Lived Experience of Advance Care Planning for Women With Cancer: A Transcultural Study

11.00
Hdl Handle:
http://hdl.handle.net/10755/157898
Type:
Presentation
Title:
Lived Experience of Advance Care Planning for Women With Cancer: A Transcultural Study
Abstract:
Lived Experience of Advance Care Planning for Women With Cancer: A Transcultural Study
Conference Sponsor:Western Institute of Nursing
Conference Year:2009
Author:Asakura, Yuki, RN, MS, CNS, PhDc
P.I. Institution Name:University of Colorado, College of Nursing
Title:PhD candidate
Contact Address:1255 19th Street #906, Denver, CO, 80202, USA
Contact Telephone:720-217-9819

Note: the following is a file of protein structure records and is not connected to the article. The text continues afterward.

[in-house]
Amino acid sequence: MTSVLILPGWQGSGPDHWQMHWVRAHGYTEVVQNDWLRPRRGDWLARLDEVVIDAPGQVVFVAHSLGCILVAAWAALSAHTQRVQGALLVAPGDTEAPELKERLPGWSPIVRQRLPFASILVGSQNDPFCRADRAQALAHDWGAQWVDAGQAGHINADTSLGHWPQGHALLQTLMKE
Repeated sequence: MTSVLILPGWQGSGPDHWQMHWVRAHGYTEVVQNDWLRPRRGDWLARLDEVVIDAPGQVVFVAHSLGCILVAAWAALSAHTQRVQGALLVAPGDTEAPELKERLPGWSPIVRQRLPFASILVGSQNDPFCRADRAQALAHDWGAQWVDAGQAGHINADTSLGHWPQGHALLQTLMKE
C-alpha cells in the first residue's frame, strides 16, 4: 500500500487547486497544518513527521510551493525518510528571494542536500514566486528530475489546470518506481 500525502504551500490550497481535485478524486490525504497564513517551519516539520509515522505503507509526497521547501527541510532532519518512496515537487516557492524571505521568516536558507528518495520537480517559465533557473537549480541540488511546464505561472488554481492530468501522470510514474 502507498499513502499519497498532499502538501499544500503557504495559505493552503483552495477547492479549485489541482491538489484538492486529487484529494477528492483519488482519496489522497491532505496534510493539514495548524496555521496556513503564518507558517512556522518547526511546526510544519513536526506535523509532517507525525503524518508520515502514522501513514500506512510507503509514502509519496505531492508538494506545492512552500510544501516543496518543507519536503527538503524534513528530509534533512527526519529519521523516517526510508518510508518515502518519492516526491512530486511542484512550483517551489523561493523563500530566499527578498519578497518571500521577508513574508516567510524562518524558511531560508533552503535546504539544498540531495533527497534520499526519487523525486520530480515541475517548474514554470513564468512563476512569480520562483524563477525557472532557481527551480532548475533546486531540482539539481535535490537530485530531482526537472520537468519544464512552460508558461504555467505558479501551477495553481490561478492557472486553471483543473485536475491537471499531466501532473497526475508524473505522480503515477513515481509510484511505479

Background and Purpose: Cancer is a leading cause of death in Japan and the second in the US. Despite of the WHO's recommendation of introducing palliative care (PC) at the time of cancer diagnosis, palliative care is not utilized early enough in the US or Japan. Research on palliative care is frequently limited to end of life care. Advance care planning (ACP) is a tailored discussion on how a patient would like to be treated in case he/she is unable to express his/her wishes. As a person's wishes are not static, ACP needs to be revised as a patient's wishes change. Yet, in reality, failure to develop ACP is commonly caused by late referral to PC. Thus, introducing ACP at the early stages of cancer is vital. Cultural perspectives are essential to understanding PC; nevertheless current knowledge of cultural aspects of practice are limited. Further, exhaustive descriptions of patients' perspectives and experiences with ACP are lacking. The purpose of this study is to describe lived experience of rural and urban-dwelling cancer patients in the US and Japan toward ACP and PC to enhance cultural consideration and to identify universal themes. Method: This study utilizes ethnography informed by phenomenology. As cultural perspectives are essential to develop tailored care plans for the patients, utilizing ethnography facilitates discovery of cultural perspectives. The design of this study is ethnography informed by phenomenology to gain a cross-cultural understanding of lived experience of cancer patients. Recruitment: Participants are recruited from four different settings: Denver metro area, rural Colorado, Tokyo (urban) and Kochi & Yamagata (rural), Japan. Total sample size is up to 24 adults ranging in age from 21 to 65 years with a variety of new cancer diagnoses. Data Collection and Analysis: Following informed consent, two audiotaped interviews are conducted with participants for up to one hour each. Observations and field notes will be recorded during and after the interviews. If a participant is interested in, additional thoughts can be emailed to the researcher. Audio-recorded data will be transcribed, and identifiable data will be changed to pseudonyms. A qualitative software Atlas ti is used for data management. Cultural themes and universal themes are identified in the data and organized to produce a rich description of the lived experience of ACP and PC for Japanese and American adults with cancer. To ensure the credibility, experts in PC and cancer care will be consulted and several sources of data will further insure trustworthy findings. Significance of Proposed Study: To promote early introduction of PC, understanding of patients' perception and acceptance of ACP is necessary. Knowledge of patients' comfort level to discuss their critical situation will be identified and urban and rural differences noted. Profound understanding of lived experience and cultural implications are crucial to development of quality nursing care with this population. Lived experience is wholly respected in PC and transcultural aspects are not known. This knowledge obtained from this study will inform the direction of PC and ACP for people in the early stages of cancer.